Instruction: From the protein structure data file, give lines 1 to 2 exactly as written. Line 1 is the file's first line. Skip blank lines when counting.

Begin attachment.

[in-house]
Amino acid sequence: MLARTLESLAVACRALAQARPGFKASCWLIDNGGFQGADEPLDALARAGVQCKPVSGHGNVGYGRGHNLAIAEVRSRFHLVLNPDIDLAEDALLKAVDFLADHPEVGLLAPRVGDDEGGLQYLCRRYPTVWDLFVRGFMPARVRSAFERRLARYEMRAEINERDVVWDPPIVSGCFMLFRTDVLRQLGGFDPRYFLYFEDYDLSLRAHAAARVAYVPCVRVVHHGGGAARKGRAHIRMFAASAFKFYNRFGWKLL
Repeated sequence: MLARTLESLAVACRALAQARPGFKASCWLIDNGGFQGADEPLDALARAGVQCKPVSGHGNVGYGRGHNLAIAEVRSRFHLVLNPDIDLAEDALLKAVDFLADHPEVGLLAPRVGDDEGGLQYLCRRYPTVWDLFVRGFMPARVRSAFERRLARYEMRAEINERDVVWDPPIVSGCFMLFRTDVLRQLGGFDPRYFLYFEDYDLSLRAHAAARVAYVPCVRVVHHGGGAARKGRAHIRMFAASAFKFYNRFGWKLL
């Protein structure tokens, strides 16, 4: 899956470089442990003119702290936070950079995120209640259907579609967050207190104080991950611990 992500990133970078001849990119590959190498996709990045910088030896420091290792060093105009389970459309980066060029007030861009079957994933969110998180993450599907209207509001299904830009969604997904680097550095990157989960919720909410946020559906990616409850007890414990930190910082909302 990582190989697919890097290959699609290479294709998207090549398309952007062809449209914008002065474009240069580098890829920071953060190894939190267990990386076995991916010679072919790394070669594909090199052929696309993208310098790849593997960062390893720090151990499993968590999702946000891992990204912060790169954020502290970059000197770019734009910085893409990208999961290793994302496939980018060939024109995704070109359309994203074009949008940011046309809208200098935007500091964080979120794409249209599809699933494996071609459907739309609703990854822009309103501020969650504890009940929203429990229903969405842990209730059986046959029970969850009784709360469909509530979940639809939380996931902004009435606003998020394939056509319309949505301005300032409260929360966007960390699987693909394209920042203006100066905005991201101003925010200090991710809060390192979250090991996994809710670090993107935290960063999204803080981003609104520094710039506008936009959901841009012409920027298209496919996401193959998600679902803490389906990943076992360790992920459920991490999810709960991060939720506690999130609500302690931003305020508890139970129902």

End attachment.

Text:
[in-house]
Amino acid sequence: MLARTLESLAVACRALAQARPGFKASCWLIDNGGFQGADEPLDALARAGVQCKPVSGHGNVGYGRGHNLAIAEVRSRFHLVLNPDIDLAEDALLKAVDFLADHPEVGLLAPRVGDDEGGLQYLCRRYPTVWDLFVRGFMPARVRSAFERRLARYEMRAEINERDVVWDPPIVSGCFMLFRTDVLRQLGGFDPRYFLYFEDYDLSLRAHAAARVAYVPCVRVVHHGGGAARKGRAHIRMFAASAFKFYNRFGWKLL